Campus Free Speech

Georgetown Suspends Ilya Shapiro, Student Protesters Demand Place to Cry

More than 100 law professors agree that "academic freedom protects Shapiro's views."


Georgetown University Law Dean William Treanor has suspended Ilya Shapiro—a conservative-libertarian legal scholar slated to take the helm of the school's Center for the Constitution—pending an investigation into controversial statements he made on Twitter.

"I am writing to inform you that I have placed Ilya Shapiro on administrative leave, pending an investigation into whether he violated our policies and expectations on professional conduct, non-discrimination, and anti-harassment, the results of which will inform our next steps," Treanor said on Monday.

Shapiro has repeatedly apologized for the tweets, which were poorly phrased and caused some people to think the author and former vice president of the Cato Institute had described black women generally as less qualified for the Supreme Court. Instead, he decried President Joe Biden's stated commitment to choosing Justice Stephen Breyer's replacement from a specific race and gender pool because it would preclude him from selecting Court of Appeals Judge Sri Srinivasan, whom Shapiro believes to be the best candidate.

"I'm optimistic that Georgetown's investigation will be fair, impartial, and professional, though there's really not much to investigate," Shapiro said in a statement.

Georgetown's Black Law Student Association disagrees. Student protesters held a sit-in at the Law Center on Tuesday morning. Treanor attended and was questioned at length by the students, who want Shapiro fired and perhaps the entire center eliminated.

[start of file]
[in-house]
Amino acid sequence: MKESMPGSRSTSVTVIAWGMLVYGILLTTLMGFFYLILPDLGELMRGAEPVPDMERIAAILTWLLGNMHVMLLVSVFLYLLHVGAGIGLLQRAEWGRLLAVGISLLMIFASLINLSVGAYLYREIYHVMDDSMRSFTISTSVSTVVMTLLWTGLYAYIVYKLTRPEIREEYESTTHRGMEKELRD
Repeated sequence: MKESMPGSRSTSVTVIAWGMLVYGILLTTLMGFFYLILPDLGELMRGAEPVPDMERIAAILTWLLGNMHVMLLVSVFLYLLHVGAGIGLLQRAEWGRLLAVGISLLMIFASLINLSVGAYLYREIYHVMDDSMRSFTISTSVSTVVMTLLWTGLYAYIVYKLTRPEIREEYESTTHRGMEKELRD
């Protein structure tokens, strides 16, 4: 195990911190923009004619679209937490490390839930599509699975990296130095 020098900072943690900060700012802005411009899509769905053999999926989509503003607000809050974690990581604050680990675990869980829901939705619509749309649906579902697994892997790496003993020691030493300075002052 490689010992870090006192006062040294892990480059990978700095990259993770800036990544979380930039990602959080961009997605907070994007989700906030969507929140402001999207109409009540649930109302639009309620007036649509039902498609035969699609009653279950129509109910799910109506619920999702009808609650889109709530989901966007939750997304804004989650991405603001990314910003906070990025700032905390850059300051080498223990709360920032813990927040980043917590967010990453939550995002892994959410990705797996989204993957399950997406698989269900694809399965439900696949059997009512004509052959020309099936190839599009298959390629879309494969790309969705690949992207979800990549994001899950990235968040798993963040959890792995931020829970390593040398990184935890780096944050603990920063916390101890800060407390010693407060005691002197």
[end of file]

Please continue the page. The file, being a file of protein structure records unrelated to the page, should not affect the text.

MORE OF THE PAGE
National Review notes that the students' demands include that they be provided with a place to cry:

At another juncture, a student demanded that the dean cover for the classes that the activists had missed as a result of the sit-in, suggesting that the move should be part of a "reparations" package for black students. She followed up by insisting that students be given a designated place on campus to cry. "Is there an office they can go to?" she asked. "I don't know what it would look like, but if they want to cry, if they need to break down, where can they go? Because we're at a point where students are coming out of class to go to the bathroom to cry."

"And this is not in the future," she added. "This is today."

The administrators took the law student's query seriously. "It is really, really hard to walk out of class or a meeting in tears, and you should always have a place on campus where you can go," Dean Bailin told her. "And if you're finding that you're not getting the person that you want to talk to or not getting the space that you need, reach out to me anytime — anytime — and we will find you space."

This level of emotional opposition to Shapiro might make Treanor inclined to fire him; it is not easy to go up against students on an issue like this one. Nevertheless, retaining Shapiro would be the right move—indeed, Georgetown's stated commitments to free speech preclude any other outcome.

More than 100 law professors have signed an open letter calling on Georgetown to abide by its principles and end the investigation in a manner favorable to Shapiro.

"Academic freedom protects Shapiro's views, regardless of whether we agree with them or not," they write. "And debate about the President's nomination, and about whether race and sex play a proper role in such nominations more generally, would be impoverished—at Georgetown and elsewhere—if this view could not be safely expressed in universities. Indeed, to the extent that people do think it's proper for a President to promise to fill a position with a member of a particular group, they can only have real confidence in that conclusion if they know that the contrary view can be freely supported and discussed, and has been found unpersuasive on the merits rather than silenced by fear of firing. That is famously the way academic discourse about science operates. And it is true for moral and political judgments as well."

The Foundation for Individual Rights in Education rightly described Georgetown's investigation into Shapiro as an "embarrassing capitulation" and "antithetical to the tenets of liberal education." The best way to resolve this matter is for Georgetown to end the investigation and reinstate Shapiro so that everyone can move on.